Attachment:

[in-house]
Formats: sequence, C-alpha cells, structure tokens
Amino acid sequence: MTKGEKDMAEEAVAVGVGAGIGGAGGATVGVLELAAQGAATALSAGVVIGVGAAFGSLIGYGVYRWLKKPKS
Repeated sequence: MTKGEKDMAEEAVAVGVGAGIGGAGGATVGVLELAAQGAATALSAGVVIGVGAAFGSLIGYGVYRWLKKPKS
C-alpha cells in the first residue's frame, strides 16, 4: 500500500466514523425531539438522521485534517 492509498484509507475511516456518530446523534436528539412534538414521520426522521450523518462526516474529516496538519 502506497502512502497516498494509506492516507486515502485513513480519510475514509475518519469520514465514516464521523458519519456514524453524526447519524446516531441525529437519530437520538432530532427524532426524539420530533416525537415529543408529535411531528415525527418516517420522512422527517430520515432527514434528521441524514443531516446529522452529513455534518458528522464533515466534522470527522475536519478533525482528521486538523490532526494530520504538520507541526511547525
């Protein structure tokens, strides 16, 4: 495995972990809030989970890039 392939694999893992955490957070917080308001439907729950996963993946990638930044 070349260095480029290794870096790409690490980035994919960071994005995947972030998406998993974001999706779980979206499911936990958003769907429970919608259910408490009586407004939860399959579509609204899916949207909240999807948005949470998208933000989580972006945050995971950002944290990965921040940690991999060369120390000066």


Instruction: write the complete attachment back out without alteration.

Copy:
[in-house]
Formats: sequence, C-alpha cells, structure tokens
Amino acid sequence: MTKGEKDMAEEAVAVGVGAGIGGAGGATVGVLELAAQGAATALSAGVVIGVGAAFGSLIGYGVYRWLKKPKS
Repeated sequence: MTKGEKDMAEEAVAVGVGAGIGGAGGATVGVLELAAQGAATALSAGVVIGVGAAFGSLIGYGVYRWLKKPKS
C-alpha cells in the first residue's frame, strides 16, 4: 500500500466514523425531539438522521485534517 492509498484509507475511516456518530446523534436528539412534538414521520426522521450523518462526516474529516496538519 502506497502512502497516498494509506492516507486515502485513513480519510475514509475518519469520514465514516464521523458519519456514524453524526447519524446516531441525529437519530437520538432530532427524532426524539420530533416525537415529543408529535411531528415525527418516517420522512422527517430520515432527514434528521441524514443531516446529522452529513455534518458528522464533515466534522470527522475536519478533525482528521486538523490532526494530520504538520507541526511547525
């Protein structure tokens, strides 16, 4: 495995972990809030989970890039 392939694999893992955490957070917080308001439907729950996963993946990638930044 070349260095480029290794870096790409690490980035994919960071994005995947972030998406998993974001999706779980979206499911936990958003769907429970919608259910408490009586407004939860399959579509609204899916949207909240999807948005949470998208933000989580972006945050995971950002944290990965921040940690991999060369120390000066």